Trump is off to a good start with Japan

What is the most important trait in a U.S. president? Regard for the Constitution, I believe.

What’s second? Probably the ability to distinguish between friendly countries and leaders and unfriendly countries and leaders, and to conduct foreign policy accordingly.

The distinguishing part isn’t always easy. Every president is likely to make a mistake or two. The second part — conducting foreign policy accordingly — shouldn’t be too difficult.

President Reagan was excellent in these departments, though he did go astray with the Iran-Contra deal. Most importantly, he sized up the Soviet Union and its leader correctly and, by doing so, helped bring the evil empire down.

President Obama was awful. Right out the gate he displayed his chilliness towards Great Britain, was downright hostile to Israel for eight years, found his best Middle East friend in Turkey’s abominable Erdogan, and made the conciliation of Iran his prime foreign policy objective in the belief that the mullahs would not only moderate but help us bring stability to the Middle East if only we were nicer to them.

How is President Trump doing so far? It’s too early to say. However, he does seem to be getting some of the basics right.

Trump understands that Great Britain is our best and most important friend in Europe. He understands that Israel is our best and most important friend in the Middle East. He understands that Japan is our best and most important friend in Asia.

And so far, he is acting accordingly. His meetings with Prime Minister May and Prime Minister Abe appear to have gone quite well. He and Prime Minister Netanyahu also seem to be off to a good start and will meet soon.

I want to focus on Trump’s meetings with Abe. Even the New York Times acknowledges that they were a success. Only the Japanese Communist party seems displeased. That’s a good sign.

Andrew Yeo writing in the Washington Post goes further than the Times. He suggests that Trump and Abe may have launched a new chapter in U.S.-Japan relations.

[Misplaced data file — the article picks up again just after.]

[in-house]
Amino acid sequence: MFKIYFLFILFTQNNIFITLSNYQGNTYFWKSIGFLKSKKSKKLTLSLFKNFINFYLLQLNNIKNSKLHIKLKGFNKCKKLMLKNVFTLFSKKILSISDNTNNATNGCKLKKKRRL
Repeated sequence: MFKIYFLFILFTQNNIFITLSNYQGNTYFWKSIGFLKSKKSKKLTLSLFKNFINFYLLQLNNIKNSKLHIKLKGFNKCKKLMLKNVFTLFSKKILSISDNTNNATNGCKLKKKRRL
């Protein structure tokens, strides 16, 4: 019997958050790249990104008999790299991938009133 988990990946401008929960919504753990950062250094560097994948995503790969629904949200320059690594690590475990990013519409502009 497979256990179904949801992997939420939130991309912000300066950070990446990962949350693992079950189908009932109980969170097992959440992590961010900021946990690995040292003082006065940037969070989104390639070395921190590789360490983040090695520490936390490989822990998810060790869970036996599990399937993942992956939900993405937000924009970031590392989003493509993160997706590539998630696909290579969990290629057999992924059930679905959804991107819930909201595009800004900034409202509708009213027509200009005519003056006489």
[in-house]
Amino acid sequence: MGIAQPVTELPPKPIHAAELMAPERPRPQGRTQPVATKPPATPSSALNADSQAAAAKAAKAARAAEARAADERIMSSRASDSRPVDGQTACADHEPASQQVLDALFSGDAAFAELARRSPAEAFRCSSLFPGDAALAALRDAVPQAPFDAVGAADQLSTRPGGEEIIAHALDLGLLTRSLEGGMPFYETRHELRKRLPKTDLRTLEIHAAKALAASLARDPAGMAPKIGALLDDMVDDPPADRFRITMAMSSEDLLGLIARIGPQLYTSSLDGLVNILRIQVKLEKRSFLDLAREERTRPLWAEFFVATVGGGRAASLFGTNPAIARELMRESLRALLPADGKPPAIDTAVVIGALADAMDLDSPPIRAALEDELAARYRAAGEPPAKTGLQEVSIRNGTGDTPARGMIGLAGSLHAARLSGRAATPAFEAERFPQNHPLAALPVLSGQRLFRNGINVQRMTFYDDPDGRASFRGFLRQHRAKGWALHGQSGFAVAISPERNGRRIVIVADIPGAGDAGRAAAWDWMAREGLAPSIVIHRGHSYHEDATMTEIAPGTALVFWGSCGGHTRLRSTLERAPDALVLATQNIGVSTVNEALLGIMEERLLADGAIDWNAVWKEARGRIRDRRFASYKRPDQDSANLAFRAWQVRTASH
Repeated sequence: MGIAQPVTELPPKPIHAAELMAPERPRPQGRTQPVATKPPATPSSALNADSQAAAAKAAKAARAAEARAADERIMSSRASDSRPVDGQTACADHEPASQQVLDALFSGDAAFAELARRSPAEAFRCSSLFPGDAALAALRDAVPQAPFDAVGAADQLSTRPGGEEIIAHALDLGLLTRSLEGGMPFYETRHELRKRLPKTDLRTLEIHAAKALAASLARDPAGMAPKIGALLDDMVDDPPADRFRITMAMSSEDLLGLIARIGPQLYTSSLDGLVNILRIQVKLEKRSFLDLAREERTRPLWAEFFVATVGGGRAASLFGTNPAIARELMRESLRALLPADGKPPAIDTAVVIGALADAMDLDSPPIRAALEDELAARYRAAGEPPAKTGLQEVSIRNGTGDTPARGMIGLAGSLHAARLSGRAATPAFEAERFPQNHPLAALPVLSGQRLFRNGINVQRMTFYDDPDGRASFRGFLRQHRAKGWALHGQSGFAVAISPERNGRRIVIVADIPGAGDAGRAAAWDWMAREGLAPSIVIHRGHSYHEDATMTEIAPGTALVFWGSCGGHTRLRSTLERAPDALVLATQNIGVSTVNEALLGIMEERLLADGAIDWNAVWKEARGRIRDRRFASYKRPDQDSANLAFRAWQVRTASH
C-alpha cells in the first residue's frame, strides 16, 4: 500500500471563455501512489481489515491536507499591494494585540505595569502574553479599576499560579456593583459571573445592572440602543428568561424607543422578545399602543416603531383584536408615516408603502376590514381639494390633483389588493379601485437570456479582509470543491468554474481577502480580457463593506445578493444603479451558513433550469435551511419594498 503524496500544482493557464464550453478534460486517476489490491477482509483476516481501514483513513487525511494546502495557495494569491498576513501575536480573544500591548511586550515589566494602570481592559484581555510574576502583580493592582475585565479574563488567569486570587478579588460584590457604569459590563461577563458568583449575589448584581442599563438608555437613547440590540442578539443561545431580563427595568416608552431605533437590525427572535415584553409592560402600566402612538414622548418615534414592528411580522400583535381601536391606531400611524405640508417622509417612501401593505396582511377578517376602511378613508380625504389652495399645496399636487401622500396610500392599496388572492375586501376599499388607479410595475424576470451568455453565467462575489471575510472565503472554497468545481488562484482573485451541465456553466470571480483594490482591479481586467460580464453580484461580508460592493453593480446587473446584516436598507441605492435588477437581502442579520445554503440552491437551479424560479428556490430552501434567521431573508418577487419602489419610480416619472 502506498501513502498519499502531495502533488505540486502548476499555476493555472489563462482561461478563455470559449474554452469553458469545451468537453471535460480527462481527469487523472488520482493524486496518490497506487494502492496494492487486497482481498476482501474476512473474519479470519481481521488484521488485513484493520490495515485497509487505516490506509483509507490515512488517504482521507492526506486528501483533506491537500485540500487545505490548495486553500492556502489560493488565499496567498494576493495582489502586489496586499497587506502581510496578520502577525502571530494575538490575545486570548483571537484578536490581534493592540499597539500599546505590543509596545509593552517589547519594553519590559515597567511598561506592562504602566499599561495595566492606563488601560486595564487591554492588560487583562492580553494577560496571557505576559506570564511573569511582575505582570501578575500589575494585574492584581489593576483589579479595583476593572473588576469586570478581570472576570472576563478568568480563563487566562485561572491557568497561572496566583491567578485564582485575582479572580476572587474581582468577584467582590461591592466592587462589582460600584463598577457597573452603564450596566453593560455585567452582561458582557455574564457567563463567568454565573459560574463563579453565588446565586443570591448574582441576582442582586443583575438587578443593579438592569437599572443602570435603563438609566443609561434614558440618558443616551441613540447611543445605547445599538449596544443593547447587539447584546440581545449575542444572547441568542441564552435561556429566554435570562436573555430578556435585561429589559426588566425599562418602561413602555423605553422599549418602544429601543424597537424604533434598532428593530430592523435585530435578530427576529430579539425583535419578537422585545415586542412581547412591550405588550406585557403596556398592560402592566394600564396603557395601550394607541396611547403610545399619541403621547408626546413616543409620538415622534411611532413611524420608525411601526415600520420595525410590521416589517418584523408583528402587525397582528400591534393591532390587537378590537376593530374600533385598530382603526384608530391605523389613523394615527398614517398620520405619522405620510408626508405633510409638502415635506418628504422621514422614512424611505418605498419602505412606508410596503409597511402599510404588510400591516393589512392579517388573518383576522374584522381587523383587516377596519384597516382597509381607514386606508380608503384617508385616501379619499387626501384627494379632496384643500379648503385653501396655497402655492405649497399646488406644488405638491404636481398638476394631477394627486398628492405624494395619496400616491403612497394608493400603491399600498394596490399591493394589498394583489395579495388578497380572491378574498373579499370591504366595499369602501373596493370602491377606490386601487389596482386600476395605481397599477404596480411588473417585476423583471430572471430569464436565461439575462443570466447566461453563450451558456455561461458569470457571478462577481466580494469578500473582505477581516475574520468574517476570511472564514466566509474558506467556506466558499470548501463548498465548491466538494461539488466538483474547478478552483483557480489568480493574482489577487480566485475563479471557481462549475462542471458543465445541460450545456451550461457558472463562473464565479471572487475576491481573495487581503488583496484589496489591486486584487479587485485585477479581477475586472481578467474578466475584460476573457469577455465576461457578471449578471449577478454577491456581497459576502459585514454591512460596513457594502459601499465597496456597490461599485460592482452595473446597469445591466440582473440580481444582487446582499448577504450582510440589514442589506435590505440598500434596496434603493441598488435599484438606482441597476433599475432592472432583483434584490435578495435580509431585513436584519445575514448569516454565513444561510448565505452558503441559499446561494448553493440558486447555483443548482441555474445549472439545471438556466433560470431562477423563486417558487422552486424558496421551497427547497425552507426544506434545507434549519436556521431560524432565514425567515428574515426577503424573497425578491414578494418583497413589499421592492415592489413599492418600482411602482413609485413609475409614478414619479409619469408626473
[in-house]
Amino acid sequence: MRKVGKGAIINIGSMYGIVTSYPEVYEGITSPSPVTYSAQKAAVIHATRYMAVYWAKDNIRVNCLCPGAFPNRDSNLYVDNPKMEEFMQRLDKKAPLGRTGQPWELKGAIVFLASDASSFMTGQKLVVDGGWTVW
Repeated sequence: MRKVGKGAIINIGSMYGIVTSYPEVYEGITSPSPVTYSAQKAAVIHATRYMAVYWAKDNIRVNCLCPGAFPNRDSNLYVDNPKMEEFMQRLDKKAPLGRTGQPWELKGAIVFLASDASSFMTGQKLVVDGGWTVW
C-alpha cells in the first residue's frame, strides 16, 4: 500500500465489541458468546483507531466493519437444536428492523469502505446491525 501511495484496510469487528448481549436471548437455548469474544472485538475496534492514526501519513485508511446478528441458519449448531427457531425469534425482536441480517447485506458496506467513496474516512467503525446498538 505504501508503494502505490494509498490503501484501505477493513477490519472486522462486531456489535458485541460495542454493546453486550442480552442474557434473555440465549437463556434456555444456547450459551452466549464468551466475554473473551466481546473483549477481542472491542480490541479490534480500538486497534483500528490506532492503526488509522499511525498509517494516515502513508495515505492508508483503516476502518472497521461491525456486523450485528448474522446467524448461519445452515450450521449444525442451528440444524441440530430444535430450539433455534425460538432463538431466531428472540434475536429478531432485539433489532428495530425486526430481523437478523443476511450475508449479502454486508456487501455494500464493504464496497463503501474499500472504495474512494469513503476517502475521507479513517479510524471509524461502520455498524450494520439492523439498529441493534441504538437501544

For any U.S. president, personal rapport is likely to factor into our relations with other countries. Yeo tells us that Trump and Abe have quickly developed a good personal rapport. He adds:

The U.S.-Japan alliance flourished during the Koizumi-Bush years, attested by Japan’s expansion of its military role in support for U.S. wars in Afghanistan and Iraq. The Abe-Trump relationship may replicate this positive dynamic at the personal and diplomatic level.

Yeo notes that Abe is a good friend to have. He is right. Abe is in his second stint as prime minister and is the longest serving PM in more than a decade.

He is well-respected in Asia and on the world stage. According to Michael Auslin of AEI, in his excellent new book The End of the Asian Century:

Abe [has] adopted a policy that in essence offered Japan as a democratic, liberal partner for Asian nations growing wary of China’s increasing power and influence. Though often couched in security terms, Abe’s vision as he has developed it over the years is a political one, contrasting destabilizing authoritarianism with cooperative liberalism.

Auslin adds that Abe hasn’t been able to overturn China’s predominance, in part because Japan no longer has the region’s largest or fastest growing economy and, to a lesser extent, because of hostility towards Japan over its war time atrocities 75 years ago.

Even so, Prime Minister Abe strikes me as just the kind of leader with whom the American president should be developing a strong personal rapport. And if the U.S.-Japan alliance becomes stronger, Abe may find himself better positioned to accomplish his foreign policy goals in Asia.

So far, so good.